Now to a big story out here in Culver City, California.
(SOUNDBITE OF RAILROAD BELLS)
BLOCK: That is the sound of change. Light rail has come to the Westside of Los Angeles. The new Expo Line begins in downtown L.A. and heads west. Yesterday, it reached Culver City, and the new stop isn't far from us here at NPR West. This first phase of the line runs roughly 8.6 miles and cost $932 million.
From NPR News, this is ALL THINGS CONSIDERED. I'm Melissa Block.
ROBERT SIEGEL, HOST:
And I'm Robert Siegel.
In Sanford, Florida, new details emerged today about what Neighborhood Watch volunteer George Zimmerman says happened the night he shot and killed 17-year-old Trayvon Martin. Zimmerman has been charged with second degree murder.
As NPR's Greg Allen reports from Miami, Zimmerman's lawyers have released recordings of police interviews with their client in the hours and days after the shooting.
Oracle CEO Larry Ellison has purchased almost the entire Hawaiian island of Lanai. Melissa Block talks with Mike Wilson, author of a book on Ellison, about the purchase and other eccentric moves by the software magnate.
The recent firing of the president of the University of Virginia brought that public university into the national spotlight. But on Thursday, the Commonwealth of Virginia contributes only seven percent of the university's budget. Many other public universities receive similarly small percentages of their funding from state budgets, which raises the question — how public are our public universities? Robert Siegel talks to Eric Kelderman, reporter for The Chronicle of Higher Education.
In a blow for public sector labor unions, the Supreme Court ruled that non-members — who are required to pay dues in closed shops — do not have to pay special assessments to finance the union's political activities. The Justices said the First Amendment requires an opt-in system.
California Governor Jerry Brown has reached the outline of a budget deal with state Democratic leaders. The two sides have been wrangling over deep cuts to social programs. The agreement is just the latest development in the story of California's budget crisis — with negotiations over pension cuts still looming and a November ballot initiative that will ask Californians to raise their own taxes to prevent steeper cuts to the state' schools. Melissa Block talks with Ben Adler of Capital Public Radio in Sacramento.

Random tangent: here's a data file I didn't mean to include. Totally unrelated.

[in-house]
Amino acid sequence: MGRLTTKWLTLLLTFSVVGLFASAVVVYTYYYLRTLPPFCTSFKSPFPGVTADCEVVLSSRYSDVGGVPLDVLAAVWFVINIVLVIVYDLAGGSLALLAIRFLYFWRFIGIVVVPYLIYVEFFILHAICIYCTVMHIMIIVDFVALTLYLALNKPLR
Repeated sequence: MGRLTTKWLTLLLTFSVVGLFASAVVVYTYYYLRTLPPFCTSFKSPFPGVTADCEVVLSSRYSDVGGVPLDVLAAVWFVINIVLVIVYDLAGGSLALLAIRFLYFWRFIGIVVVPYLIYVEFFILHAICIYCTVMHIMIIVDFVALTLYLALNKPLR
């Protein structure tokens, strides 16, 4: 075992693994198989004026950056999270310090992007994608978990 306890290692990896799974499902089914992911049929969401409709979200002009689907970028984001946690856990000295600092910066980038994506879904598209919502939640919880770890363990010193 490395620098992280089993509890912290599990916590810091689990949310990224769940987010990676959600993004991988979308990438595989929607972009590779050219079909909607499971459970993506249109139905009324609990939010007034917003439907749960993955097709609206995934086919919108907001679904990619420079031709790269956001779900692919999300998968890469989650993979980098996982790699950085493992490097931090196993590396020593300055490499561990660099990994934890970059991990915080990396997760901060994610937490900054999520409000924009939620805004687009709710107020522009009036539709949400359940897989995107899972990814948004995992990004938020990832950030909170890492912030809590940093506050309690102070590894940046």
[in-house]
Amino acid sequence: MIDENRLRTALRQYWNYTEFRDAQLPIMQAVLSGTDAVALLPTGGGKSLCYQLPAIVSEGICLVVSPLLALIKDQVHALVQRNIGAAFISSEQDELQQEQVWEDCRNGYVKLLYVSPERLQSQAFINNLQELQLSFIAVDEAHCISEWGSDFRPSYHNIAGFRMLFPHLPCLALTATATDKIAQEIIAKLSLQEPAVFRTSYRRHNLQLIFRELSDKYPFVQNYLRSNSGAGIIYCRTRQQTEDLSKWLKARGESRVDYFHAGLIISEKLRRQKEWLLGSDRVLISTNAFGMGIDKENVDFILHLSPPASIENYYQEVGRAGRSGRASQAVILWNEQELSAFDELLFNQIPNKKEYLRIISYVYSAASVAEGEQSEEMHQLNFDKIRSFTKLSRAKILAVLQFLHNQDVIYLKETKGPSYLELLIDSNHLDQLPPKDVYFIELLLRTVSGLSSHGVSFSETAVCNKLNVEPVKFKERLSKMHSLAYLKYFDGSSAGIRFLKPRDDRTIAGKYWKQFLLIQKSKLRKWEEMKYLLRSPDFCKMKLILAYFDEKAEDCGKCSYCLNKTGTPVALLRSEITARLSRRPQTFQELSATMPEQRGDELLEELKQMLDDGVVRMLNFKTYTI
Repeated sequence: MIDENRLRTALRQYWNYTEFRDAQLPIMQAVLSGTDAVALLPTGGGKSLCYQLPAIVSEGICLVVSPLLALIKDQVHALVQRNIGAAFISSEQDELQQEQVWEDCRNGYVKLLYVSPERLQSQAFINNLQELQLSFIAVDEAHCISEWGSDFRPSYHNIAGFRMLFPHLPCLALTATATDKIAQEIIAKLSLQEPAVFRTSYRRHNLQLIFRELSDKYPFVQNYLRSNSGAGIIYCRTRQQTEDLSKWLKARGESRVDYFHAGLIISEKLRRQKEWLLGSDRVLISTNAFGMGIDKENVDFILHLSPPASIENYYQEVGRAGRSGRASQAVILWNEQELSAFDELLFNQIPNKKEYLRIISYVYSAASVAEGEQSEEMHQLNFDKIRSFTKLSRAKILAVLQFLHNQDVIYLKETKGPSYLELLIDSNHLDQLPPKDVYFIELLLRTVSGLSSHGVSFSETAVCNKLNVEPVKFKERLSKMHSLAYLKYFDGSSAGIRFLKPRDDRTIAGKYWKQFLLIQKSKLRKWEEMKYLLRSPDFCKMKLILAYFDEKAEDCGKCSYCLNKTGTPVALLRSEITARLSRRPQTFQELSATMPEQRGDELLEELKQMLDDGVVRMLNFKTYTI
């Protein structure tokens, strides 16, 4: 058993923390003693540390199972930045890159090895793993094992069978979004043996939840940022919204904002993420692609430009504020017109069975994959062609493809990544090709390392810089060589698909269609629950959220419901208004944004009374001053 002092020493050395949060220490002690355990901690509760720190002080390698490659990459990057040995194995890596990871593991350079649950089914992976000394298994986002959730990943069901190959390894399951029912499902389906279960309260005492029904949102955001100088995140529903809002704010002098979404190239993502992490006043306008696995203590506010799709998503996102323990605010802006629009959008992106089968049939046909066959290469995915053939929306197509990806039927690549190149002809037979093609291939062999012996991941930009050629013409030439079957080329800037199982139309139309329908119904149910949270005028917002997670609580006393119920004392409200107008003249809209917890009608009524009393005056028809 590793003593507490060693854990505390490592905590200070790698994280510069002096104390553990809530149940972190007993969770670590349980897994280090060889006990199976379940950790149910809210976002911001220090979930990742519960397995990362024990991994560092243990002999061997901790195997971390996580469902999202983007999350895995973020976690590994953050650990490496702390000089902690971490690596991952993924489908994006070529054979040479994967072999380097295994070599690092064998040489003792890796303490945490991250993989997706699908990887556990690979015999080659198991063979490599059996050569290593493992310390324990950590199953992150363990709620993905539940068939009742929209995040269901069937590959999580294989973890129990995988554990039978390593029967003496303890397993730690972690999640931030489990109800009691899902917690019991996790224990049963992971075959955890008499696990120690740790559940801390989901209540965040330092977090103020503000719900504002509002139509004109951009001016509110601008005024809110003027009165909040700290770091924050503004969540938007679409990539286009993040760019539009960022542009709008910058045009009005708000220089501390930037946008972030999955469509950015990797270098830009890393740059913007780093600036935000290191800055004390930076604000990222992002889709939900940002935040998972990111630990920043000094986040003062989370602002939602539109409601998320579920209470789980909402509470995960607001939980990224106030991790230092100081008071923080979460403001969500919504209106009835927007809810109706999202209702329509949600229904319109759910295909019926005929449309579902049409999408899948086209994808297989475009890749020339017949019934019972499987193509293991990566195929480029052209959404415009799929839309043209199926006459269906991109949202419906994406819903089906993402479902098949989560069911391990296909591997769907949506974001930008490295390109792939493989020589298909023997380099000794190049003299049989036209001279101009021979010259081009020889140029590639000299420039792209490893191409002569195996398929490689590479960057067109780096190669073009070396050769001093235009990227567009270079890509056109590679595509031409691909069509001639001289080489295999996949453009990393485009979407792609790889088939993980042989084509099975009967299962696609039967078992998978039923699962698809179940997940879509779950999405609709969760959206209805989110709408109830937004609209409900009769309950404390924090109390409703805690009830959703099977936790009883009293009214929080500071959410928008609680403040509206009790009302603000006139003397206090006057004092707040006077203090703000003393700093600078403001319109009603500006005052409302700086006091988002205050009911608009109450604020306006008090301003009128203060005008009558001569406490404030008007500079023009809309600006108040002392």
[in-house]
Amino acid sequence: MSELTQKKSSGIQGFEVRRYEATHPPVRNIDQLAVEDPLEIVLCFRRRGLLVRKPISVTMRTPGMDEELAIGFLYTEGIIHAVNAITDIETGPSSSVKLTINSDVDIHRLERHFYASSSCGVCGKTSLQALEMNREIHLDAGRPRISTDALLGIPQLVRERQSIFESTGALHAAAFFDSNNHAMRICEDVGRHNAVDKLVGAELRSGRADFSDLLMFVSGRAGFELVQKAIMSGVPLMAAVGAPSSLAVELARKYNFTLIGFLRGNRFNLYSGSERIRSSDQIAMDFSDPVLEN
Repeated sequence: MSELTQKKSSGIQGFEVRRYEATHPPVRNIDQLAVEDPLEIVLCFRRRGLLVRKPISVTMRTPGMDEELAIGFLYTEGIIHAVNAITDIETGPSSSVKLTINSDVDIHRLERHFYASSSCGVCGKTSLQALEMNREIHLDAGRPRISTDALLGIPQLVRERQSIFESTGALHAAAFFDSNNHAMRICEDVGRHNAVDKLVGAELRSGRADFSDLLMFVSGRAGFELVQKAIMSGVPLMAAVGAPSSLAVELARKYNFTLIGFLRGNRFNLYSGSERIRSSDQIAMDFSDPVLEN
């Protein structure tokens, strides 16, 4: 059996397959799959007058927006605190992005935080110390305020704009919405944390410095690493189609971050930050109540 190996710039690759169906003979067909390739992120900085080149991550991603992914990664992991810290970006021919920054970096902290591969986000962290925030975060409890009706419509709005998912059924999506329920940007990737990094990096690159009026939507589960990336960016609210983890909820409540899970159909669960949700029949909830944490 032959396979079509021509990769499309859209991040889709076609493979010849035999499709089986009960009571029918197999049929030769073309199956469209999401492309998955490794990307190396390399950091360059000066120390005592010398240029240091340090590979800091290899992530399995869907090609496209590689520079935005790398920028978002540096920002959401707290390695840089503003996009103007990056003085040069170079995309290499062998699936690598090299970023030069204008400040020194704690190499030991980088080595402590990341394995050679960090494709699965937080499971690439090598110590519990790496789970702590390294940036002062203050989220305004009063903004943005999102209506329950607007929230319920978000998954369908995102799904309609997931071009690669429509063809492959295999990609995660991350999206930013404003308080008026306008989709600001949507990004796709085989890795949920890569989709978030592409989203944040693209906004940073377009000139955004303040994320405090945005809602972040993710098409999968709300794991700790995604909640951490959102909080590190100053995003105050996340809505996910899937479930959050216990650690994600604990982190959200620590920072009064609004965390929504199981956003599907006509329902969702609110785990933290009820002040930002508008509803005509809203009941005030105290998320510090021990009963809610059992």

It almost certainly won't solve the European sovereign debt crisis. But the way it's being framed, tomorrow's European Championship quarterfinal is starting to sound like its next chapter: Greece vs. Germany; austerity vs. stimulus; intact eurozone vs. one without Greece.
The Wall Street Journal reports that some have dubbed the game a "debt derby" that pits "the euro zone's most cash-strapped nation against its Teutonic task- and paymaster." The Journal adds:
To hear Florida Sen. Marco Rubio tell it, it's happenstance that his newly published memoir, An American Son, became available just as the speculation about Republican vice presidential possibilities is heating up.
Rubio, a rising Cuban-American star in his party, told NPR's Robert Siegel, co-host of All Things Considered, in a Thursday interview:
Vietnam has contained the fatal bird flu cases that raged in the late 2000s, but it is still struggling with new cases of the virulent disease. Here, a poultry trader loads live chickens onto his motorbike on March 16 at a market outside Hanoi.